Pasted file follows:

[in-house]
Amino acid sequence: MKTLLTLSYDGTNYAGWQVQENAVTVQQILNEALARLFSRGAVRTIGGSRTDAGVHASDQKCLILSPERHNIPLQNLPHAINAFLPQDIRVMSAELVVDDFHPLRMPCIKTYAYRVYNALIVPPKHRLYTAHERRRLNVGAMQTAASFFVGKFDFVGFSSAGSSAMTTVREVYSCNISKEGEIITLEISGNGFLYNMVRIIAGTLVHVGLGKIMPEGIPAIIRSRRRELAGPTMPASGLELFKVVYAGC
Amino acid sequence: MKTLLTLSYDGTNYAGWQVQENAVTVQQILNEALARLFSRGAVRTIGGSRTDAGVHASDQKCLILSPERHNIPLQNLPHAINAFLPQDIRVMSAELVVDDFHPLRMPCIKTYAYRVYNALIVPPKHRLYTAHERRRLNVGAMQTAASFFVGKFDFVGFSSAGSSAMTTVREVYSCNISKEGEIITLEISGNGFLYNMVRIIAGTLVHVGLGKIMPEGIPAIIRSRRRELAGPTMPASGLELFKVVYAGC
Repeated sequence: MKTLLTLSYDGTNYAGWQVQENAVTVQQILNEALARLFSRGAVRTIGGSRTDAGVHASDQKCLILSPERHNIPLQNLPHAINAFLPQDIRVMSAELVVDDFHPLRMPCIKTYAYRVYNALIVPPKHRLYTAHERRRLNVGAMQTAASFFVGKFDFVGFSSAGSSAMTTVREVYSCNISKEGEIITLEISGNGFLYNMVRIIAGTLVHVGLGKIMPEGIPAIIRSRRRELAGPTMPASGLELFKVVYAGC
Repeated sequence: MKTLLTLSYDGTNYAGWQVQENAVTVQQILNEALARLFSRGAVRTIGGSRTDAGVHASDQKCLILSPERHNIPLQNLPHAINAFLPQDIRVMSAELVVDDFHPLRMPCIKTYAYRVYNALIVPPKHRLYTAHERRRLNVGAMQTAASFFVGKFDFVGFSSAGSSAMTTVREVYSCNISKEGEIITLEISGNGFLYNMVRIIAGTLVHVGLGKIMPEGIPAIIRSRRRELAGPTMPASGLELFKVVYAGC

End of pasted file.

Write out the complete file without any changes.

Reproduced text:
[in-house]
Amino acid sequence: MKTLLTLSYDGTNYAGWQVQENAVTVQQILNEALARLFSRGAVRTIGGSRTDAGVHASDQKCLILSPERHNIPLQNLPHAINAFLPQDIRVMSAELVVDDFHPLRMPCIKTYAYRVYNALIVPPKHRLYTAHERRRLNVGAMQTAASFFVGKFDFVGFSSAGSSAMTTVREVYSCNISKEGEIITLEISGNGFLYNMVRIIAGTLVHVGLGKIMPEGIPAIIRSRRRELAGPTMPASGLELFKVVYAGC
Amino acid sequence: MKTLLTLSYDGTNYAGWQVQENAVTVQQILNEALARLFSRGAVRTIGGSRTDAGVHASDQKCLILSPERHNIPLQNLPHAINAFLPQDIRVMSAELVVDDFHPLRMPCIKTYAYRVYNALIVPPKHRLYTAHERRRLNVGAMQTAASFFVGKFDFVGFSSAGSSAMTTVREVYSCNISKEGEIITLEISGNGFLYNMVRIIAGTLVHVGLGKIMPEGIPAIIRSRRRELAGPTMPASGLELFKVVYAGC
Repeated sequence: MKTLLTLSYDGTNYAGWQVQENAVTVQQILNEALARLFSRGAVRTIGGSRTDAGVHASDQKCLILSPERHNIPLQNLPHAINAFLPQDIRVMSAELVVDDFHPLRMPCIKTYAYRVYNALIVPPKHRLYTAHERRRLNVGAMQTAASFFVGKFDFVGFSSAGSSAMTTVREVYSCNISKEGEIITLEISGNGFLYNMVRIIAGTLVHVGLGKIMPEGIPAIIRSRRRELAGPTMPASGLELFKVVYAGC
Repeated sequence: MKTLLTLSYDGTNYAGWQVQENAVTVQQILNEALARLFSRGAVRTIGGSRTDAGVHASDQKCLILSPERHNIPLQNLPHAINAFLPQDIRVMSAELVVDDFHPLRMPCIKTYAYRVYNALIVPPKHRLYTAHERRRLNVGAMQTAASFFVGKFDFVGFSSAGSSAMTTVREVYSCNISKEGEIITLEISGNGFLYNMVRIIAGTLVHVGLGKIMPEGIPAIIRSRRRELAGPTMPASGLELFKVVYAGC